Meanwhile, a few thousand miles away, Muruganantham is attempting, virtually on his own (although there are similar projects in operation), to tackle a massive social problem which, with the right product at the right place, could actually be a huge commercial opportunity.
Across India, there are a growing number of design-led schemes attempting to find local solutions to local problems (another speaker at DesignYatra was Mansukhbhai Prajapati whose MittiCool company makes a fridge using traditional techniques that requires no electricity, for example). It's still capitalism, but capitalism that seems to have its priorities in the right place.
More on this year's Kyoorius DesignYatra here
I really need to get out of advertising
Extremely thought provoking.
Design is such a broad spectrum that I think to say there is two types of design - good (helping people/addressing needs, rather than desires) and bad (placates peoples desires) - is very reductive (not that I suggest this article suggest that) however it is the core part of a very real question that I feel many designers often overlook (or perhaps don't even realise to ask): Is this project that we are working on amoral?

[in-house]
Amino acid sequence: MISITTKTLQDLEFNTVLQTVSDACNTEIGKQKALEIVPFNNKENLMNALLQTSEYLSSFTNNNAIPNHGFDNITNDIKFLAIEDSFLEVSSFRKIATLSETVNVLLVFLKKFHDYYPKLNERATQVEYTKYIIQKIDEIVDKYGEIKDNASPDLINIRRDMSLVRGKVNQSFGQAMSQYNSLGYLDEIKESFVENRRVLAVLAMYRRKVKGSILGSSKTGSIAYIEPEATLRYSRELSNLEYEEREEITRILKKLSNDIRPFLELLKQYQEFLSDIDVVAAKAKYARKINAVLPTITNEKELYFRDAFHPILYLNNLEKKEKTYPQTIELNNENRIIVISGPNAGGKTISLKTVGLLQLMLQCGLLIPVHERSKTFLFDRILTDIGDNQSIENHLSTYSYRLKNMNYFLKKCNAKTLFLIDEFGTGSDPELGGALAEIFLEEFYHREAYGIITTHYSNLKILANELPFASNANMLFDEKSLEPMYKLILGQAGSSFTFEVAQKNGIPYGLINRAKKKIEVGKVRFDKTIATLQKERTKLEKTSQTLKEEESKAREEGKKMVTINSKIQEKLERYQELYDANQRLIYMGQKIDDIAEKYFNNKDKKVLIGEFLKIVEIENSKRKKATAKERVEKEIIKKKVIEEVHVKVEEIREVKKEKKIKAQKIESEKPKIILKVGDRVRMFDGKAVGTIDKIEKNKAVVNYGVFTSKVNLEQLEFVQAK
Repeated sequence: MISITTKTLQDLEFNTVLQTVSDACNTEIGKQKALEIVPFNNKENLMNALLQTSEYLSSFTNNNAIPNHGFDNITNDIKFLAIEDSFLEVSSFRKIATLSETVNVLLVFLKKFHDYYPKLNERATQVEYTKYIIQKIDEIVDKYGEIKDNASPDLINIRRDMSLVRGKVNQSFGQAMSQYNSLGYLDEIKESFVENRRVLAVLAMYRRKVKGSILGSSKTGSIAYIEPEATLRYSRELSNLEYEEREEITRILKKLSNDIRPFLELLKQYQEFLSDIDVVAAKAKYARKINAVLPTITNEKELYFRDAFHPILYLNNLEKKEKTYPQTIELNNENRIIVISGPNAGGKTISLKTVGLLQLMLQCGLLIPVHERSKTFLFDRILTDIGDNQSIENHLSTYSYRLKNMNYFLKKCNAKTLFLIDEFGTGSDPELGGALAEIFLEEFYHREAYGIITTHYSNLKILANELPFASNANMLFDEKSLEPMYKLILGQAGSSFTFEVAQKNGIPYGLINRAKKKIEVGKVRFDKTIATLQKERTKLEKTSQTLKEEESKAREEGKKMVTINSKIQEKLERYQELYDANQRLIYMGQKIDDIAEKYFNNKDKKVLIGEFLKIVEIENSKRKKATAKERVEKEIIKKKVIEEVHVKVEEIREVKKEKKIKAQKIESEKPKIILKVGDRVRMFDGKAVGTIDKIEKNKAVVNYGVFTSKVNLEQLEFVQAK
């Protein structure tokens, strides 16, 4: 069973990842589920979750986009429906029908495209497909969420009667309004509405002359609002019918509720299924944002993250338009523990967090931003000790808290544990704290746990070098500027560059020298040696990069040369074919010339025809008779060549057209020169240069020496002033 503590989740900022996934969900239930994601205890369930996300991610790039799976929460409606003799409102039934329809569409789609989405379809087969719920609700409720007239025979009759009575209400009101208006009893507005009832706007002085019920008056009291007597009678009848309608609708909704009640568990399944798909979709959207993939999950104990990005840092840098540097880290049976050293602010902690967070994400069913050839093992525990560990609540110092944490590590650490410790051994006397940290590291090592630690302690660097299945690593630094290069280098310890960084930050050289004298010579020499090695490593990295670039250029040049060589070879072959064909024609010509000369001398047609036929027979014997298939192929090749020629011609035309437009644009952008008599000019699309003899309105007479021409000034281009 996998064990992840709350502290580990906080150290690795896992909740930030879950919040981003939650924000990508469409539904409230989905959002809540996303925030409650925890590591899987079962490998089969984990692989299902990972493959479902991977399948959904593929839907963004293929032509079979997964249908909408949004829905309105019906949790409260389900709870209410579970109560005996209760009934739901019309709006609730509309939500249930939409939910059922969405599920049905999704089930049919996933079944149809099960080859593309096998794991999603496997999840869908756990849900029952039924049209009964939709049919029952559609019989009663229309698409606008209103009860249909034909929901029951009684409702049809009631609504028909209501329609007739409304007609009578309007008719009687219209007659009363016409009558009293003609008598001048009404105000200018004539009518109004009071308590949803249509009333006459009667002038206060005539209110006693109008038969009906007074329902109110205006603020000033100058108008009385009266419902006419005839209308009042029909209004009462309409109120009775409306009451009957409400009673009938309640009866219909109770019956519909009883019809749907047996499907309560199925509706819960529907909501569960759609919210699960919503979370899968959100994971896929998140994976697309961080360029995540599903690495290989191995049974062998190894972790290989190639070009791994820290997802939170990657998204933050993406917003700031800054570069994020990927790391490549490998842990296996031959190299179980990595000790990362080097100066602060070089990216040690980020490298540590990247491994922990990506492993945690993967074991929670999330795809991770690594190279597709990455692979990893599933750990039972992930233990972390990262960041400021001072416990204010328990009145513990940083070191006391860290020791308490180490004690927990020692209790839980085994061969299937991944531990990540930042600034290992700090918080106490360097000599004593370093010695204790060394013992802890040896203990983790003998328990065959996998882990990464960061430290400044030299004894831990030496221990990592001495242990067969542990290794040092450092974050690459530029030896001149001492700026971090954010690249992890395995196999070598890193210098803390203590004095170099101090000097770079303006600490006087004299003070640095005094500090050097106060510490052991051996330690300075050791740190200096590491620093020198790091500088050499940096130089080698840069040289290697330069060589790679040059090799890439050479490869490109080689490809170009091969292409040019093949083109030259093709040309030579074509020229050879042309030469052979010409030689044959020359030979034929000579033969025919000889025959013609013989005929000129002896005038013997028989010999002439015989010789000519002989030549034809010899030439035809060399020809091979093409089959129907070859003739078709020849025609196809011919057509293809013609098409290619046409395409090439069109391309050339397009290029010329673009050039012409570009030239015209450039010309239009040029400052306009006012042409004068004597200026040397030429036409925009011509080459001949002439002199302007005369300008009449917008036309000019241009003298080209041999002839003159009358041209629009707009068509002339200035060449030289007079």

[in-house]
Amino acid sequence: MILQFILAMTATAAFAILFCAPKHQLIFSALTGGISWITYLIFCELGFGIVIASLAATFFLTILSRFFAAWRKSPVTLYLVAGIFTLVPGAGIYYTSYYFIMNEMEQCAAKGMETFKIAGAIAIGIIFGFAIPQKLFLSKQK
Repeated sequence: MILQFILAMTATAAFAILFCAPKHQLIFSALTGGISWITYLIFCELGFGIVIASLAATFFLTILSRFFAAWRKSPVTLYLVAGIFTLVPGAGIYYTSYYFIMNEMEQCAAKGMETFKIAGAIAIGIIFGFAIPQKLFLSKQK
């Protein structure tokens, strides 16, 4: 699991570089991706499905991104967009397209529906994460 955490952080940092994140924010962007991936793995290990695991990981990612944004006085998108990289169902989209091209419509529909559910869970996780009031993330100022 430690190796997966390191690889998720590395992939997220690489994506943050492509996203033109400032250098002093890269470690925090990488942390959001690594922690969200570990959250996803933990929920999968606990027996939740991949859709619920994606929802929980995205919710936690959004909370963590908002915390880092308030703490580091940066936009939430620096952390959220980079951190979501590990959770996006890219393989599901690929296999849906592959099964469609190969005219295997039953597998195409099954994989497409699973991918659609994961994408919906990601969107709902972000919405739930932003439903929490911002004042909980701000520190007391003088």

Just because something is superficial does not make it bad. As that fella Charles Eames says "whoever said that pleasure wasn't functional?" but when you look at a product like the Colgate Wisp, you realise that the only reason this product exists is to scare people into changing their behaviour, in order to squeeze money out of them. A significant byproduct of the Wisp is a huge amount of waste. Ask yourself as a designer: do you want to facilitate that? Ask many designer whether or not they would work on a campaign for Marlboro and they will give you a very definitive answer without batting an eye-lid. So why is this different?